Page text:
Every so often, we are treated to the look that the parents reserve for the pitiable. There is no scorn, no anger, just a sense of deep feeling. Given that it is their children it is being directed at, the eyes also fill with an unspeakable sorrow. The first time this look was given was when we declared we like eating brown rice and actually went ahead with the montrosity of eating it in front of them. The mother thought it looked and tasted like a mixture of husk and bran and remarked that it is the kind of stuff they feed horses and cows in their village. She would stealthily boil some white rice on the side, and say, “This is for getting a good taste at the very end.”

Buffaloes, however queue up to take training from us, and we saunter on merely laughing at these jabs. In fact, I keep pushing different “healthy grains” just to see the reaction – both with the parents and the parents-in-law. This time, the grain of the day was Couscous. Couscous is easy to make and is absolutely bulging with fibre. I love Couscous and rasam.

To drive home the point, I require folks to carry out a simple test: ask a hard core South Indian, who has preferably not studied in one of the fancier schools and ask them to say 1-S-1-L (onu ess onu ellu) they’d say. In fact, they’d call you a loosu for that.  You notice the subtle ‘u’ addition to the letters? Well, that can be a particularly trying thing when one is eating Cous Cous and teaching them to pronounce the thing.

“Kusu-Kusu-vaa?” (‘Kusu’ for the Tamil challenged is the word for the burp that lost its way and made it out through the rear of the body). Folks will agree with me here when I say that it is not one of the more pleasant things to be reminded of when wolfing down heavenly rasam and Cous-Cous.

This follows an argument about kusu-kusu being samba rava, and I think to myself that samba rava does not sound as unpalateable as kusu-kusu, and let things be. They are all a variant of wheat – why nitpick?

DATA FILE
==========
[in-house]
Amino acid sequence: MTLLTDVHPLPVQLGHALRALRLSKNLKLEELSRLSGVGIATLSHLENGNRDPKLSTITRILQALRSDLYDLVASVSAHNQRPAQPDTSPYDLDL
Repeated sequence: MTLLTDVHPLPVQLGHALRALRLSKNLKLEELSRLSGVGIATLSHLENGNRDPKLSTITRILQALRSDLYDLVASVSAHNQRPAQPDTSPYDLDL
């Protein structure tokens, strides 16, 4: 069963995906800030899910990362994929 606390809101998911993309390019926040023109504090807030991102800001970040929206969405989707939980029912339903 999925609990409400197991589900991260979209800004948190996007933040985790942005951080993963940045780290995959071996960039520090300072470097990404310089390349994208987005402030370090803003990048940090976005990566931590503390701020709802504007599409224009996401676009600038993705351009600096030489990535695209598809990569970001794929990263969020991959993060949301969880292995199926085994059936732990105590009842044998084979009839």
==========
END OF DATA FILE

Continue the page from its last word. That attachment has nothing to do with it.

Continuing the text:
16 thoughts on “Couscous”

  1. That was insanely funny! Just after the photo of kusu kusu, I wsa wondering why the paragraph on 1-S-1-L came, seemed to go off in tangents until I got to the middle f the paragraph and started rolling on the floor!

  2. Whole blog was hilarious especially this part…

    “Buffaloes, however queue up to take training from us, and we saunter on merely laughing at these jabs.”

    You have way with words…keep writing…

  3. Hey Saumya, very nice and as usual funny post. Esp the part about the buffalo (Did you secretively imply sriks?).

    One thing that I could be wrong about is that, CousCous is not really high in fiber. Its a refined semolina flour typically. So I suspect you are probably buying a whole grain version of it or something. Typically cous cous has <2g of fiber per 100 g.

    1. Whole wheat couscous is available in all health stores. Try Mediterrenian couscous, which is refined ,but the taste is different from the regular khuskhus.

  4. Stumbled upon your blog, you write really well. Just as Anand mentioned above, I was wondering where you were going with 1-S-1-L and then went, wow! Hilarious! Glad to have found you 🙂

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